This blog is a snapshot of our K7 Cyber Threat Monitor Report for Q1, 2022–23. Get your copy right now!

The first quarter of 2022-23 was notable in the industrial threat landscape. While MSMEs and large enterprises enjoy the virtues of connected devices and growing automation processes, threat actors are increasing their efforts with more sophisticated attack techniques leveraging finicky targets. The online availability of unpatched vulnerabilities, unsecured credentials, weak configurations, and outdated industrial protocols makes the job easy. However, while in operation, threat actors are rerouting their attacks and operating remotely as a more smart yet cunning gesture. The individuals aren’t safe either. The ease and acceptability of digital transactions have made each a potential victim. 

Amid the ongoing chaos, we at K7 Computing have rolled out our latest Cyber Threat Monitor report, highlighting our findings from Q1, 2022–23. 

The K7 CTM report garners insight from overseeing hundreds of thousands of attacks. With our several decades of hold over the cybersecurity space, most of them have been thwarted. However, that doesn’t decrease their peril and ability to hunt down other victims.

Let’s look at the most significant data points from the quarterly K7 Cyber Threat Monitor Report: Q1, 2022–23:

The Infection Rate soared up by a whopping 7% 

The ongoing hybrid war between Russia and Ukraine is an alarming example of how the future threat landscape could be shaped. The war is an example of how a battle is fought with guns and artillery alongside cyberspace. Both sides display the effects of hacktivism by executing a series of malware to destroy their enemies and a plethora of computers and information. Russia used wiper malware in Ukraine months before the actual conflict began.

The example is not of a single person but of how future wars between nations could play out. In these future wars, threat actors would play a more significant role than the state’s defense by harming the enemy nation by catapulting malware, DDOS attacks, phishing, and ransomware, resulting in financial and informational destruction. 


Adding the activities of the nation-state actors with the malicious groups and individual threat actors, you can see how the attacks are compounding at an astounding level every financial quarter. In Q1, 2022-23, we noticed the countrywide Infection rates soar. The chart mentioned above is a piece of evidence showcasing the gross picture.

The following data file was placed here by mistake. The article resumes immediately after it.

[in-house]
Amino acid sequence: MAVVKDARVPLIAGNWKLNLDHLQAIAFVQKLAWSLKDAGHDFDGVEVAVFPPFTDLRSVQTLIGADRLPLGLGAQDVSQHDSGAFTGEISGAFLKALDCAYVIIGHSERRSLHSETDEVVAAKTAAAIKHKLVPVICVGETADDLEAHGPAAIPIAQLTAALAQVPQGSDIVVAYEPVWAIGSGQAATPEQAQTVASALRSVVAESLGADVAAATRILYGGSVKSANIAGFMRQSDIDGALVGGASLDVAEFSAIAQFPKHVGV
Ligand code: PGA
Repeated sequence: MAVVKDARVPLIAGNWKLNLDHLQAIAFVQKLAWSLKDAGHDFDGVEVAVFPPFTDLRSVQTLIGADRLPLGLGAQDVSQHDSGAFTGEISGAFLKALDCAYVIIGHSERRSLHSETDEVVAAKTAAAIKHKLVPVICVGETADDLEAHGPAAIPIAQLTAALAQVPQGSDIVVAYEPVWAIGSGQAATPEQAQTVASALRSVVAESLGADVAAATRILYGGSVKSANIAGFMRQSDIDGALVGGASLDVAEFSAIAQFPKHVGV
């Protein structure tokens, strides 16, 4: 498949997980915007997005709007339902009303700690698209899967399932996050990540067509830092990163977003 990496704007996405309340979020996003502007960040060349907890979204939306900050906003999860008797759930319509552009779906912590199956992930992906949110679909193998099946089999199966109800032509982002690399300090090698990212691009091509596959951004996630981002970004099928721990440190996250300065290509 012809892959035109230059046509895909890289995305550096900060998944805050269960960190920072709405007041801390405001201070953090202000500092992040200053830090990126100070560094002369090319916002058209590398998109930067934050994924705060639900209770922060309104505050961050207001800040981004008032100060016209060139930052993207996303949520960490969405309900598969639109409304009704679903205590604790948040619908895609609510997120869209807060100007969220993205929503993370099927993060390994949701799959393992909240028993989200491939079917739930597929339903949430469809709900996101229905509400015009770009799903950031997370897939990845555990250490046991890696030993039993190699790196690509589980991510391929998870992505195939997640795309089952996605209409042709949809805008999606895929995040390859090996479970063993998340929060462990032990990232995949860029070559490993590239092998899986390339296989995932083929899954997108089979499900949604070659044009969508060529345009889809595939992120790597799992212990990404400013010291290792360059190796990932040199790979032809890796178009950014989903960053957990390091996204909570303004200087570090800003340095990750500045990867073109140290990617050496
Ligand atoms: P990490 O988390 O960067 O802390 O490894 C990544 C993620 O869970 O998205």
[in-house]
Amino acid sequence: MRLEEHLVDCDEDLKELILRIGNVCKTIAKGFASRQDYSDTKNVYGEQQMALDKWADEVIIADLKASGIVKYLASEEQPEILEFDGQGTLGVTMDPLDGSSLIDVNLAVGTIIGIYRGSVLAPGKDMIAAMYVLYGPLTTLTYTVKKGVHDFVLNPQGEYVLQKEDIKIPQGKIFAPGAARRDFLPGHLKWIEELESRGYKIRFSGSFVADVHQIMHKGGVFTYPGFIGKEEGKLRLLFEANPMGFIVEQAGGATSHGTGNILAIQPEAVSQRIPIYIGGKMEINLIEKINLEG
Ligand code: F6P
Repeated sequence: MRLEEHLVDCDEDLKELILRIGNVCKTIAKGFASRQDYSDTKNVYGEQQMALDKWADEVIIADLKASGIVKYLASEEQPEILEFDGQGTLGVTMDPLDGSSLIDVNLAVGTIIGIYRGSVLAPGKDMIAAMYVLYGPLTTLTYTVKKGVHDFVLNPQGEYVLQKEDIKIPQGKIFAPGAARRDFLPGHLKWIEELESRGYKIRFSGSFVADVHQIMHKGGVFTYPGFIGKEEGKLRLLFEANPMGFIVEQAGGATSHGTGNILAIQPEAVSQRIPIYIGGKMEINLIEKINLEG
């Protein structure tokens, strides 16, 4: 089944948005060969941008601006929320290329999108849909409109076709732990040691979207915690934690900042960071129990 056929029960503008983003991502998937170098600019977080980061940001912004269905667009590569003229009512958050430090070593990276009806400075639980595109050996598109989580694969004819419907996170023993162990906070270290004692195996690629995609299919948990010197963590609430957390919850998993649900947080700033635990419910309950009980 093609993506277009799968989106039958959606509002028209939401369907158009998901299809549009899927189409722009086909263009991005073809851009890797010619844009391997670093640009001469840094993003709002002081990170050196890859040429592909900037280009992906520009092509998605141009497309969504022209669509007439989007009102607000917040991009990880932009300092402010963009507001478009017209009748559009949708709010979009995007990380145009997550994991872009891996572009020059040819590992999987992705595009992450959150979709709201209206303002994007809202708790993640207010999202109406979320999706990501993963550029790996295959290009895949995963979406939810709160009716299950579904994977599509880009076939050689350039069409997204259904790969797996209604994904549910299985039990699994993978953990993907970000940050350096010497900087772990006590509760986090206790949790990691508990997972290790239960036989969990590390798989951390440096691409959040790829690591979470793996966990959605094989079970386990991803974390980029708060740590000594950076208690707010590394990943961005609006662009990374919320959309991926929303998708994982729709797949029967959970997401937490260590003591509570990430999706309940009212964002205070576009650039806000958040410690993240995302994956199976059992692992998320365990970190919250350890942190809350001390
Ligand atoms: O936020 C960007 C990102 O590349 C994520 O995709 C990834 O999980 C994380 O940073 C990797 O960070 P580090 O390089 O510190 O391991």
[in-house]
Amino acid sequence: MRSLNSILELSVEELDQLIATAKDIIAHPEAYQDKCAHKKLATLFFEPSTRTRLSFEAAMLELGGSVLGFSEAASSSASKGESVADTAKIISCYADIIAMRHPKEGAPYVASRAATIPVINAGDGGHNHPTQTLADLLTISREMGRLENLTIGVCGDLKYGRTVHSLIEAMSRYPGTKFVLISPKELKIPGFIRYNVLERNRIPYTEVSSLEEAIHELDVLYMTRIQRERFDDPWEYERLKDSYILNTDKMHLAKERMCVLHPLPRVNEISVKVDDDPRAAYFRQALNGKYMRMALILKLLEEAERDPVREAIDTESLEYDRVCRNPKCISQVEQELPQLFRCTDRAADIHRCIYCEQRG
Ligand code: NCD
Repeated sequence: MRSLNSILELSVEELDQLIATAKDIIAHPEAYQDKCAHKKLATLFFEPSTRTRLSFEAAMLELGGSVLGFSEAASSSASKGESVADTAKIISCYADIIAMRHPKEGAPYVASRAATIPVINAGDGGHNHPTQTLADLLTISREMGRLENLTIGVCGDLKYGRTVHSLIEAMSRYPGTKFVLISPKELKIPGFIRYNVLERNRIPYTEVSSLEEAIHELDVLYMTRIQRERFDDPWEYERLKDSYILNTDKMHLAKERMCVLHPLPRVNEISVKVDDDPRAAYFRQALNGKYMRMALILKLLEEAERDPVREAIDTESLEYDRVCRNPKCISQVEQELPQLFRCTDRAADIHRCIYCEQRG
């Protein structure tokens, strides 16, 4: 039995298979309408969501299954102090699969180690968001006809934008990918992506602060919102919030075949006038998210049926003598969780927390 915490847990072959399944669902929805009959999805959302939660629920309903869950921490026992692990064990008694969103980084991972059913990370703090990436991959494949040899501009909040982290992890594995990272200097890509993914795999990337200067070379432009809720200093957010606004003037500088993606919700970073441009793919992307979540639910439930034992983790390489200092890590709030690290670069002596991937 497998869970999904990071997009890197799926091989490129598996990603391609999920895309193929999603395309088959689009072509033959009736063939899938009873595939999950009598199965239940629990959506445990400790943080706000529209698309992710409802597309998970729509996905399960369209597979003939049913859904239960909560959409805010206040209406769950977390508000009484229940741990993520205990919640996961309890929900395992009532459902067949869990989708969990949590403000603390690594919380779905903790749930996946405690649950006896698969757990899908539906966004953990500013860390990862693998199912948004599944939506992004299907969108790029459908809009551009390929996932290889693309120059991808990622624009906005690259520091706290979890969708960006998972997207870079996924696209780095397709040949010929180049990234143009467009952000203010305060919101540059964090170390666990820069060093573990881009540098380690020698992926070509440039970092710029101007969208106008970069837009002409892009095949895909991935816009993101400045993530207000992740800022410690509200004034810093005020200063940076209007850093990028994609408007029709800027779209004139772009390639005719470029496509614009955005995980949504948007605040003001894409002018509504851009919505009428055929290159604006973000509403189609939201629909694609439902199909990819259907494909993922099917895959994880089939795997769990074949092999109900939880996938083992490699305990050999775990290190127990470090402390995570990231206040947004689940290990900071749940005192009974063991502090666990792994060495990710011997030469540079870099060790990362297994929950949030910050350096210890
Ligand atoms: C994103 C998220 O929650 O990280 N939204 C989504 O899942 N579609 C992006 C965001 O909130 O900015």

Smartphones- the colossal attack vector

The perpetual growth of smartphones is not restricted to individuals anymore. Employees of both large enterprises and MSMEs are increasingly using smartphones as an alternative device to retrieve business and financial information. And this is the primary reason threat actors see handheld devices as a catalyst to launch large-scale targeted attacks. 

Phishing has become a core attack vector for executing ransomware and other colossal attacks on enterprises. As a result, threat actors have adapted to strengthening their armor and have become more innovative and sophisticated in multifold targeted attacks. The comparison graph below displays how the threat actors focus more on developing Trojans masquerading as legitimate-looking apps to heighten their menace. 


Adware vs. Trojan proportional split

In many of our previous editions of the CTM report, we have rung the caution bell on how fake apps are doing the rounds on Google’s Play Store and other third-party websites.

The swelling numbers of downloaders and agent malware

In Q1, 2022–23, we observed a large variety of dropper and downloader malware occupying a significant chunk of the threat landscape. Across platforms, threat actors used droppers in multi-stage attacks where additional malicious payloads are downloaded or dropped via a remotely held command-and-control (C2) server via backdoors later used for various nefarious purposes.


Trojan detection trend lines of macOS, Q1, 2022-23

The burgeoning proportion of Adload in the macOS space illustrates the growing dependence on downloader malware. In the Windows section, too, the presence of Adw.Win32.Setupdownloader is especially noticeable since its existence has increased trifold compared with the previous quarter. 

Download the K7 Q4 2021-22 Cyber Threat Monitor report!

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